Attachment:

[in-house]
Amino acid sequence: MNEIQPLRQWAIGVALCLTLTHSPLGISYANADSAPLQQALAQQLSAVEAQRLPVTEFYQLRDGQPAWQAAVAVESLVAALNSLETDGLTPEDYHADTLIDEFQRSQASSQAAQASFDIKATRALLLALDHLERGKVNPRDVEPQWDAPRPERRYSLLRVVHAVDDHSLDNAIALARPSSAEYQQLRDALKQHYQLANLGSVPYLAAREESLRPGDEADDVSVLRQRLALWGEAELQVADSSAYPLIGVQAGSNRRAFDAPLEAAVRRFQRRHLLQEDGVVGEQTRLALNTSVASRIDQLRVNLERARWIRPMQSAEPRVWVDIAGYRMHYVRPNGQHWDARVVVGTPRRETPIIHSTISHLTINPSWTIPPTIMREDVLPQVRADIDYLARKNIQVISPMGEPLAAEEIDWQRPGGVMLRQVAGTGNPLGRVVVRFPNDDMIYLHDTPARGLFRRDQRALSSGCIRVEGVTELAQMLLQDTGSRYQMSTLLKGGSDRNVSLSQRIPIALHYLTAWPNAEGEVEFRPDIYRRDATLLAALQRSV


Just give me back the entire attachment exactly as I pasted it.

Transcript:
[in-house]
Amino acid sequence: MNEIQPLRQWAIGVALCLTLTHSPLGISYANADSAPLQQALAQQLSAVEAQRLPVTEFYQLRDGQPAWQAAVAVESLVAALNSLETDGLTPEDYHADTLIDEFQRSQASSQAAQASFDIKATRALLLALDHLERGKVNPRDVEPQWDAPRPERRYSLLRVVHAVDDHSLDNAIALARPSSAEYQQLRDALKQHYQLANLGSVPYLAAREESLRPGDEADDVSVLRQRLALWGEAELQVADSSAYPLIGVQAGSNRRAFDAPLEAAVRRFQRRHLLQEDGVVGEQTRLALNTSVASRIDQLRVNLERARWIRPMQSAEPRVWVDIAGYRMHYVRPNGQHWDARVVVGTPRRETPIIHSTISHLTINPSWTIPPTIMREDVLPQVRADIDYLARKNIQVISPMGEPLAAEEIDWQRPGGVMLRQVAGTGNPLGRVVVRFPNDDMIYLHDTPARGLFRRDQRALSSGCIRVEGVTELAQMLLQDTGSRYQMSTLLKGGSDRNVSLSQRIPIALHYLTAWPNAEGEVEFRPDIYRRDATLLAALQRSV